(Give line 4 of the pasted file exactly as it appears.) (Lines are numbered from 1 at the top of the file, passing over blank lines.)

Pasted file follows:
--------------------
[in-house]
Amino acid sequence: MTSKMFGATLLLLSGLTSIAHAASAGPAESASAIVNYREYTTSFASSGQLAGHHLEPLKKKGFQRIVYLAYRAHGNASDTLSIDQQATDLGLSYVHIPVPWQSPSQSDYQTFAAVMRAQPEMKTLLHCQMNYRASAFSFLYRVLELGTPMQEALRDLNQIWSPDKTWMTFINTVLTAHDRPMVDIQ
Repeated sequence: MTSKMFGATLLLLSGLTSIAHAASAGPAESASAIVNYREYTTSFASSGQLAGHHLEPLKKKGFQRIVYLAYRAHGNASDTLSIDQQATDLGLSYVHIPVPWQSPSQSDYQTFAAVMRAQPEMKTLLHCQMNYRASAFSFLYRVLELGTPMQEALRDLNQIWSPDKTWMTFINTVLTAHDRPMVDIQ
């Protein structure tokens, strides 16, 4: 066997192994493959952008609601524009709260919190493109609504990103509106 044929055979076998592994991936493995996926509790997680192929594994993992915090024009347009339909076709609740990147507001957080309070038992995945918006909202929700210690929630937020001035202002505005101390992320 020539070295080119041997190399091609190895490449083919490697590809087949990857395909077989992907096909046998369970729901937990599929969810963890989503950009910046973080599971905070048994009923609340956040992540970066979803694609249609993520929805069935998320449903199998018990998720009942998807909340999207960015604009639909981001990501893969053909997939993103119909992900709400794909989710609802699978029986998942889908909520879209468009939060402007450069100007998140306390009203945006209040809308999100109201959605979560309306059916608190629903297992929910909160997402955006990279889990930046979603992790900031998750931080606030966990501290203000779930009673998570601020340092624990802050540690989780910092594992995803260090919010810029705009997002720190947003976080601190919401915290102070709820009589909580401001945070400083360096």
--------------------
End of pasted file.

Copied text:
């Protein structure tokens, strides 16, 4: 066997192994493959952008609601524009709260919190493109609504990103509106 044929055979076998592994991936493995996926509790997680192929594994993992915090024009347009339909076709609740990147507001957080309070038992995945918006909202929700210690929630937020001035202002505005101390992320 020539070295080119041997190399091609190895490449083919490697590809087949990857395909077989992907096909046998369970729901937990599929969810963890989503950009910046973080599971905070048994009923609340956040992540970066979803694609249609993520929805069935998320449903199998018990998720009942998807909340999207960015604009639909981001990501893969053909997939993103119909992900709400794909989710609802699978029986998942889908909520879209468009939060402007450069100007998140306390009203945006209040809308999100109201959605979560309306059916608190629903297992929910909160997402955006990279889990930046979603992790900031998750931080606030966990501290203000779930009673998570601020340092624990802050540690989780910092594992995803260090919010810029705009997002720190947003976080601190919401915290102070709820009589909580401001945070400083360096």